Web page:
Another of Mr. Kearton's interests was dominoes. In 1971 he won the San Francisco Chronicle's world championship, according to family members.
He is survived by his wife, the former Frances Peace Adams; sons by a previous marriage, Regnar Kearton of Whidby Island, Washington, and Porter Kearton of Anchorage, Alaska; and a stepson, Al Adams of San Francisco.
Arrangements were under the direction of John O'Connor's Menlo Colonial Chapel, Menlo Park.
Russell M. Van Tuyl
Retired United Airlines captain
Russell M. Van Tuyl, who lived in Menlo Park for 50 years before moving to LaGrange, Georgia, in 2001, died January 3. He was 96.
Mr. Van Tuyl was a World War II Navy veteran and a retired United Airlines captain. He married Rachel Pinson Van Tuyl in 1939, and they lived in Chicago until 1951, when they moved to Menlo Park.
In his spare time, Mr. Van Tuyl enjoyed playing golf and would regularly play on the Stanford course, according to his family. The Van Tuyls moved to LaGrange to be close to family and friends during Mr. Van Tuyl's illness.
He is survived by his wife Rachel; and two nephews and a niece.
Hannah A. Miller
Community volunteer and homemaker
Memorial services for will held at 11 a.m. Saturday, January 18 at Menlo Park Presbyterian Church for Hannah A. Miller, a longtime resident of Atherton, who died January 13. She was 85.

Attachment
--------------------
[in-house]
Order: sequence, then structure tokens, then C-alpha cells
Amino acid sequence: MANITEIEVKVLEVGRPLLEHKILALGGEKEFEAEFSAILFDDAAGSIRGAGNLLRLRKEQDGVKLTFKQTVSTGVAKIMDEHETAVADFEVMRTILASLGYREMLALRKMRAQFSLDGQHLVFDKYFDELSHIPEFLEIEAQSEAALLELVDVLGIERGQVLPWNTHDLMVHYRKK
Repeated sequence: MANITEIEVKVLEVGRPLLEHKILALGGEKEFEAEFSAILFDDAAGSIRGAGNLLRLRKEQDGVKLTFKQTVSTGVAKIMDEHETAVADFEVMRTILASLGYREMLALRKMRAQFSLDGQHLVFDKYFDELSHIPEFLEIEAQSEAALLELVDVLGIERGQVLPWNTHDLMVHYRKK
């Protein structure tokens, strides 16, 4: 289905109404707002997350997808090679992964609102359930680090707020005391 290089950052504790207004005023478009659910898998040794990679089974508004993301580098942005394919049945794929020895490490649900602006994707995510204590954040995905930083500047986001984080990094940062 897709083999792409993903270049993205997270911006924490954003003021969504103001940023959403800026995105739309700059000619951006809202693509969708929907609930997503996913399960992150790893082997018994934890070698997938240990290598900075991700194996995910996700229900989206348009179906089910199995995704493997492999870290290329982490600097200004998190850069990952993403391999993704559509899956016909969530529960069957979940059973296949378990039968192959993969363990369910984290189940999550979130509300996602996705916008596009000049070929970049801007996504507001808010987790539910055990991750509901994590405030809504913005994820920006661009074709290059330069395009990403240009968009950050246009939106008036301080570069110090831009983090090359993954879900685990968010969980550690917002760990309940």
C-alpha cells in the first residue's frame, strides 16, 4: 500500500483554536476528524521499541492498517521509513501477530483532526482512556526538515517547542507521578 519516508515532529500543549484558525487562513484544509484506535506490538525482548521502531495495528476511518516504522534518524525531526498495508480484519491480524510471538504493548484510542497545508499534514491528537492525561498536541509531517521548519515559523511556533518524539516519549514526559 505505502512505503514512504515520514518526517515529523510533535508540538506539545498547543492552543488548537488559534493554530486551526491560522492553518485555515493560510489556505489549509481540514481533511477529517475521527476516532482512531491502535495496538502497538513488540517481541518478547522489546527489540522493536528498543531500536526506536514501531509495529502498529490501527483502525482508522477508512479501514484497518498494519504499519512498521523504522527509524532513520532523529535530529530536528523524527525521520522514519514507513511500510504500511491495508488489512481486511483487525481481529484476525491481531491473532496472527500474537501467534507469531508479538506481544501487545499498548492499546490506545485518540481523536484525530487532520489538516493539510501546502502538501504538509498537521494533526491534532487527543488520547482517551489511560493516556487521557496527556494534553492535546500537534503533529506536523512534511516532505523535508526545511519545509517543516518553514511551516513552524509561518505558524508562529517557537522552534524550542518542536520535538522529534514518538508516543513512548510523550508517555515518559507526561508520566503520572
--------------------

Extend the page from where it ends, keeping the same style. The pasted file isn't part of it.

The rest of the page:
Mrs. Miller was born in New York City and graduated as a dietician from Pratt Institute in 1937. During World War II, she managed the food service at Wright Aeronautical in New Jersey, feeding thousands of workers.
She loved to dance, and met Thormund Miller at an Officers Service Club dance. They were married in 1946.
The Millers lived in Bethesda, Maryland, for 16 years where Mrs. Miller was active in her church and the schools her daughters attended. In 1966, the couple moved to Atherton.
Mrs. Miller became involved in many local organizations including the Lunch Bunch, the Atherton Dames, the Allied Arts Guild, and the Atherton Civic Interest League. She liked organizing activities and parties, making people feel welcome and building community, say family members.
Mrs. Miller is survived by her husband of 57 years, Thormund Miller; two daughters, Karen Van Gerpenof Hollister and Christine Westall of Granite Bay; and three grandchildren.